If there’s one thing that gets people riled up in relation to politicians is the subject of their remuneration.
Many taxpayers hate that politicians get paid anything, which is ridiculous. One letter writer to the NOW emailed about how the origins of civic politicians involved people volunteering to be mayors or aldermen (as they were called many years ago) out of a sense of civic duty.
That is such an antiquated notion. Today, this is a job just like anything else.
Civic politicians work hard, make crucial decisions and deserve to be compensated for it.
What they make is a drop in the bucket out of annual budgets in the hundreds of millions, but that doesn’t stop people from getting upset about what they earn.
But don’t freak out. Don’t set your hair on fire. This isn’t outrageous.
A three-person council indemnity advisory committee was created to review a staff report that recommended raises for the city’s mayor and eight councillors. City staff recommended a raise of $8,900 for each councillor and $37,075 for Mayor Mike Hurley. They estimate the salary increases would cost the city an extra $110,000 a year.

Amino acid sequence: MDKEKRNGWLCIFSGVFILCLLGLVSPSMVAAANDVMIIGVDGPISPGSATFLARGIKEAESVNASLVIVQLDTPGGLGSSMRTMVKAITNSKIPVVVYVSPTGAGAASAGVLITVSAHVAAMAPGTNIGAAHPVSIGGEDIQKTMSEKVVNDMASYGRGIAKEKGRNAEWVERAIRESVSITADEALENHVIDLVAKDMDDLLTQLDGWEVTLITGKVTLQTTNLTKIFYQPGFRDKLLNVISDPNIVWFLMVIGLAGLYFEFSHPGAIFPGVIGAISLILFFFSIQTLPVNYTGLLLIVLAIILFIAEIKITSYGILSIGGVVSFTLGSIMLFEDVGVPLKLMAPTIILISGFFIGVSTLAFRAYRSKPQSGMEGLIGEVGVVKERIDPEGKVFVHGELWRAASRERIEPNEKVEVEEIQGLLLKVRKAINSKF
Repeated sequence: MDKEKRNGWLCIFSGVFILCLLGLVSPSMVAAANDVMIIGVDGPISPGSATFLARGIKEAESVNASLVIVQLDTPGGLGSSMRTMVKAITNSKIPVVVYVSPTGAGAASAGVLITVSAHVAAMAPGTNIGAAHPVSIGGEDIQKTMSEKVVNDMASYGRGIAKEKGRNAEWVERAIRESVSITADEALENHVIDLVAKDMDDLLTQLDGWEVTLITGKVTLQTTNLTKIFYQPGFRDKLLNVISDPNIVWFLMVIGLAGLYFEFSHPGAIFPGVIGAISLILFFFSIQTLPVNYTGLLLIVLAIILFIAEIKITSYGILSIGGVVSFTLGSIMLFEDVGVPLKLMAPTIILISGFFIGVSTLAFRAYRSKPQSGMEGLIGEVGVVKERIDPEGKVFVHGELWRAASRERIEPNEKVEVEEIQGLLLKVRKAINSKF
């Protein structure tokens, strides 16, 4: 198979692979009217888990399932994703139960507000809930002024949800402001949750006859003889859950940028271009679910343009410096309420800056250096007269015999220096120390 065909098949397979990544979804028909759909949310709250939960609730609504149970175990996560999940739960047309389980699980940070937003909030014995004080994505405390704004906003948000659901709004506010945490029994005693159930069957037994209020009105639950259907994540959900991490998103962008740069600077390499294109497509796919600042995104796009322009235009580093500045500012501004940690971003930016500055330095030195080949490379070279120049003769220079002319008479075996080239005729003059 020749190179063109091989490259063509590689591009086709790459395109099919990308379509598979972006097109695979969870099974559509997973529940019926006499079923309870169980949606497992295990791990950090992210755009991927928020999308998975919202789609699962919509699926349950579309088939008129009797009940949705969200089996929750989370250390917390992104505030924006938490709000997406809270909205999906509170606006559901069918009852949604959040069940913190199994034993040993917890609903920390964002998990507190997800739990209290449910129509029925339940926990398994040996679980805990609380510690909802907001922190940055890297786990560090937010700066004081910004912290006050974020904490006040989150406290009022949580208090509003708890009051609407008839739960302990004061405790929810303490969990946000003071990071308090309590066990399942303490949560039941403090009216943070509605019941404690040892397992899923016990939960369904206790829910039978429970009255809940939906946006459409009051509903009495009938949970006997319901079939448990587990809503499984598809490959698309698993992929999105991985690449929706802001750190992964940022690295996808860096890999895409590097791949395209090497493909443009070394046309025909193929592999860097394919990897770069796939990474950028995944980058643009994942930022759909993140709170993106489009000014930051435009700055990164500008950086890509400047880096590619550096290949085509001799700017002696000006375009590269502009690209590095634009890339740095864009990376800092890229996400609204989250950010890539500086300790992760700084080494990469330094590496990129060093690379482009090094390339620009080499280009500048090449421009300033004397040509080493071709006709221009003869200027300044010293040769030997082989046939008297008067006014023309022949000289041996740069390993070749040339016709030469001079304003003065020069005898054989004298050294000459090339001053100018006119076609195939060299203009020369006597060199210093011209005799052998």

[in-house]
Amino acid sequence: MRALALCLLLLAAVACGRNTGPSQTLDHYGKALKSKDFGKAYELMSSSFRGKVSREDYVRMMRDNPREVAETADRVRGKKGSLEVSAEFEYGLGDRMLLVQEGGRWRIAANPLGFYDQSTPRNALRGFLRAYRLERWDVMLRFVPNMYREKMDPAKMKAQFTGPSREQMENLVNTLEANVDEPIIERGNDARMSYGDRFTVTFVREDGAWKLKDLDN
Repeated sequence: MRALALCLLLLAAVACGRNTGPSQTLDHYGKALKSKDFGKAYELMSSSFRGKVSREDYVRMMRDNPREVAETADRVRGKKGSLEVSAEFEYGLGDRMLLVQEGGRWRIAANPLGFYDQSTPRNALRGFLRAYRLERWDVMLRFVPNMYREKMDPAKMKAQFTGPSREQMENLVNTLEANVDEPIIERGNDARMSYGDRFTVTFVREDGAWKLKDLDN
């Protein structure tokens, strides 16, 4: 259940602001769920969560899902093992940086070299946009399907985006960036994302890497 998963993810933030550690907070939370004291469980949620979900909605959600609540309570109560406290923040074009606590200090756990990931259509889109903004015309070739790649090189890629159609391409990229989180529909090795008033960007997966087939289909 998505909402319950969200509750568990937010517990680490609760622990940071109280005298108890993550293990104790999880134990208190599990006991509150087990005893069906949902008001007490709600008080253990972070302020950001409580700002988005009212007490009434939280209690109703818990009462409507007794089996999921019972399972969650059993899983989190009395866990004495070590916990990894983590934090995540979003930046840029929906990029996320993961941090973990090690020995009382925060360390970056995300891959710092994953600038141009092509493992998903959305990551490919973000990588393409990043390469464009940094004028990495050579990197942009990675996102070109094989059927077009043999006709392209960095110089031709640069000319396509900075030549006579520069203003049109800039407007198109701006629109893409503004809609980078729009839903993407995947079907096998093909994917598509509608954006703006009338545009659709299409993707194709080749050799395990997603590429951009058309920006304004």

This is the really important part.
The increases would offset the elimination of a tax break for local politicians. Before Jan. 1, 2019 mayors and councillors didn’t have to pay federal income tax on one-third of their income.
Now they have to pay taxes on every dollar they make, resulting in a net loss in income.
“The increase would result in approximately the same net pay for all members of council as though the tax exemption for the non-accountable allowance was still applicable,” city staff wrote in a report. “The increase was calculated using 2018 income tax rates and Canada Pension Plan contribution rates, assuming that members of council had no other sources of income.”
The review panel held three meetings in March and April and ultimately agreed with city staff’s recommendations.
Burnaby council will vote on the proposed raises at a future meeting.
I don’t have an issue with the increases.
What people should really be upset with is the fact that three Burnaby councillors – Paul McDonell, Colleen Jordan and Dan Johnston – all voted against slashing the fee-waiver program that allows them to golf for free.
A majority of council did the right thing and voted to cap the free golf to $1,500 per person – still a ridiculous amount considering these politicians are paid. Burnaby is the only Metro Vancouver city to have such a program. It's disgusting that the three councillors all voted against slashing their own perks.
I have no issue for proper pay for their work. Golf perks, however, are unacceptable.
Follow Chris Campbell on Twitter @shinebox44.
- With additional reporting by Kelvin Gawley